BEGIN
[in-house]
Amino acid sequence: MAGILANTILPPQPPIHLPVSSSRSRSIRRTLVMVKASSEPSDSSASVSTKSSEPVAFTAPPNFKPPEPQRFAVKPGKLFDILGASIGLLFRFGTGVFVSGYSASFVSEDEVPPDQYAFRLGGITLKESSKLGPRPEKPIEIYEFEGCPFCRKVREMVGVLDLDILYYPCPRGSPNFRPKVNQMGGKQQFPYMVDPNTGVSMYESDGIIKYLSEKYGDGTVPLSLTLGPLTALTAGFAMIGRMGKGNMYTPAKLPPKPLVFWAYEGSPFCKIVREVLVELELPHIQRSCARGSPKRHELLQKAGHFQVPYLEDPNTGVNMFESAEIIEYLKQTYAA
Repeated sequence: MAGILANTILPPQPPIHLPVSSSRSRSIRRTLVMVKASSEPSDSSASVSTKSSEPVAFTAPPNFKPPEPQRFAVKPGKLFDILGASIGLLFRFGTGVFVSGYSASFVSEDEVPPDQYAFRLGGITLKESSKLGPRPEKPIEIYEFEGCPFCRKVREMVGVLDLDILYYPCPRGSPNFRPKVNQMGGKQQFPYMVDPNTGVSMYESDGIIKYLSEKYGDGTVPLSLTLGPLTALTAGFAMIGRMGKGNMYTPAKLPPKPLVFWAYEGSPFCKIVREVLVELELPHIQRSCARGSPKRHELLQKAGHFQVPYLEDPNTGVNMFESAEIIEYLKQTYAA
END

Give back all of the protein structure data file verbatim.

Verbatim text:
[in-house]
Amino acid sequence: MAGILANTILPPQPPIHLPVSSSRSRSIRRTLVMVKASSEPSDSSASVSTKSSEPVAFTAPPNFKPPEPQRFAVKPGKLFDILGASIGLLFRFGTGVFVSGYSASFVSEDEVPPDQYAFRLGGITLKESSKLGPRPEKPIEIYEFEGCPFCRKVREMVGVLDLDILYYPCPRGSPNFRPKVNQMGGKQQFPYMVDPNTGVSMYESDGIIKYLSEKYGDGTVPLSLTLGPLTALTAGFAMIGRMGKGNMYTPAKLPPKPLVFWAYEGSPFCKIVREVLVELELPHIQRSCARGSPKRHELLQKAGHFQVPYLEDPNTGVNMFESAEIIEYLKQTYAA
Repeated sequence: MAGILANTILPPQPPIHLPVSSSRSRSIRRTLVMVKASSEPSDSSASVSTKSSEPVAFTAPPNFKPPEPQRFAVKPGKLFDILGASIGLLFRFGTGVFVSGYSASFVSEDEVPPDQYAFRLGGITLKESSKLGPRPEKPIEIYEFEGCPFCRKVREMVGVLDLDILYYPCPRGSPNFRPKVNQMGGKQQFPYMVDPNTGVSMYESDGIIKYLSEKYGDGTVPLSLTLGPLTALTAGFAMIGRMGKGNMYTPAKLPPKPLVFWAYEGSPFCKIVREVLVELELPHIQRSCARGSPKRHELLQKAGHFQVPYLEDPNTGVNMFESAEIIEYLKQTYAA